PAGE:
For company owners leaping onto the employee-empowerment bandwagon, here's a way to really walk your talk: institute reverse performance reviews, in which employees grade their bosses. The point, of course, is to help managers do their jobs better. And, notes Chris Carey, president of Datatec Industries, a maker of in-store computer systems with nearly $32 million in annual revenues, giving employees the chance to appraise their bosses forces a company to live up to its commitment to participative management.

It's easy to get it wrong, though. Carey, who five years ago started a long-range quality-improvement campaign at his Fairfield, N.J., company, says it would have been impossible to use reverse performance reviews successfully back then. Datatec needed time to create a culture that embodied its core values: honesty, openness, empowerment, and acceptance of failure. Since the company has accomplished that and other dramatic organizational changes, Carey recently implemented reverse reviews. Here's what he and David Frey, director of quality, did to make from-the-bottom-up feedback productive.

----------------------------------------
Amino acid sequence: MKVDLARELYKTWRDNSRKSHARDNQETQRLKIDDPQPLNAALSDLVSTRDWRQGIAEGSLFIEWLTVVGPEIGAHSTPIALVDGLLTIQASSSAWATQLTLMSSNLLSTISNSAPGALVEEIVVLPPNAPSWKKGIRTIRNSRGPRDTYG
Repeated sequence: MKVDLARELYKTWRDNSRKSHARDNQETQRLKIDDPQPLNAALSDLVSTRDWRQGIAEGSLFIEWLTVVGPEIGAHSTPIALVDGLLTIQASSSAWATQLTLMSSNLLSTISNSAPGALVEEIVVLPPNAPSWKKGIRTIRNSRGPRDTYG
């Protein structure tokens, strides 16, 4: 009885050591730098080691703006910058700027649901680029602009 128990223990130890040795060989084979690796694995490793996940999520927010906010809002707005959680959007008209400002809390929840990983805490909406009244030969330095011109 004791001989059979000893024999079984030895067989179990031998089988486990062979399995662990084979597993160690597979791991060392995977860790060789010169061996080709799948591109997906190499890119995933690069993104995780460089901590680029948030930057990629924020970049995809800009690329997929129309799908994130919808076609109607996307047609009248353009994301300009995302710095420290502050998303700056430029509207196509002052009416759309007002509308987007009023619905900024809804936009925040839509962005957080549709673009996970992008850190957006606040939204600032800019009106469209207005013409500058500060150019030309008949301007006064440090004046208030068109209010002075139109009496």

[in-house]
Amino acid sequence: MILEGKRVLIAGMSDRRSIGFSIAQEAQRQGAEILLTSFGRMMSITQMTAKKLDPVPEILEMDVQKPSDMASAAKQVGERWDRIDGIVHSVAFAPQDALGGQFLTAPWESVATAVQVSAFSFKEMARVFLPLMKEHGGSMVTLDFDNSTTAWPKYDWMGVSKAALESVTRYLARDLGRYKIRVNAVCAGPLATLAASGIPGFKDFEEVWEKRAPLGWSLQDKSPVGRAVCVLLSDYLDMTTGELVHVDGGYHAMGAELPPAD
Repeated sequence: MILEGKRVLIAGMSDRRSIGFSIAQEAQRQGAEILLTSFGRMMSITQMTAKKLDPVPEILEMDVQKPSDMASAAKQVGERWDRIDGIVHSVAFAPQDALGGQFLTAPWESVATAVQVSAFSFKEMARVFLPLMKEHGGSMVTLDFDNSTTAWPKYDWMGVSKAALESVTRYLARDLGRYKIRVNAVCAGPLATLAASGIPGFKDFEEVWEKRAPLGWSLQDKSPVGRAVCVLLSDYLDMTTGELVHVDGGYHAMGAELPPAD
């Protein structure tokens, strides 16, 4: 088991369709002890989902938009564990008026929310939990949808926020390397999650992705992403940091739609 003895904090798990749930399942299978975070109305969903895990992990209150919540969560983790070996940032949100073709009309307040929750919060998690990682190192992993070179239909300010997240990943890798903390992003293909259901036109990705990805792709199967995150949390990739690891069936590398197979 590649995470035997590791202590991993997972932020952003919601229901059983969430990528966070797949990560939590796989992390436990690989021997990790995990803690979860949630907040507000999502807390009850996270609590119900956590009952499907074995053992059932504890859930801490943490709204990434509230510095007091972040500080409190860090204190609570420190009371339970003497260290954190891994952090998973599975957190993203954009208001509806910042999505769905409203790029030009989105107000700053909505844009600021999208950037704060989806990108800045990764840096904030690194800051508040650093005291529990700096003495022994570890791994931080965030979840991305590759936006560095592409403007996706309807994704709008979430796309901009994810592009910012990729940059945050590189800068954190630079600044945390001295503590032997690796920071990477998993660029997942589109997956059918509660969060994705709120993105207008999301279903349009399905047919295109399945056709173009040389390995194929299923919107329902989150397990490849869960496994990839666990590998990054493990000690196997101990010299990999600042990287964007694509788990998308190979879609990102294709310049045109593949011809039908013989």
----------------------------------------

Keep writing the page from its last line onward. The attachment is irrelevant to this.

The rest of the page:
* Use employee surveys. After attending several of the forums on quality Federal Express offers, Frey adapted one of that company's in-house surveys to Datatec's purposes. The 30-question form asks each of Datatec's 318 employees to rate four areas of the company: morale, upper management, the employee's immediate manager, and the core values. Employees score their managers' skills in areas such as coaching, listening, praising, and responsiveness. Upper management is rated on its support of employees, articulation of goals, attentiveness to employee ideas, and fairness.

* Protect employee confidentiality. To encourage employees to respond openly, Carey does not require that they sign their names to the surveys. Carey gives managers a tally of the companywide responses and a similar tally of the answers given by their own subordinates.

* Use survey results to develop action plans. The survey tells managers how well they measure up in their subordinates' eyes. So managers can learn how to remedy their weaknesses, Carey asks them to conduct one-on-one reverse appraisals with subordinates.

* Create alternative routes for employees. Employees who find appraising their bosses simply too uncomfortable can choose to talk to another manager about him or her. Carey wants to make sure that problems don't get buried just because they're prickly ones.

* Use reverse reviews to complement conventional reviews. The traditional, top-down appraisal between managers and subordinates follows within a month of the reverse performance reviews. Rationale: scheduling the reviews back-to-back underscores the fact that everyone can perform better, and everyone has a chance to say how that will happen.

It takes courage to ask how you're doing, though. Carey says the overall ratings were better than he expected, but there was some bad news, too. Managers and upper management got the lowest scores. -- Ellyn E. Spragins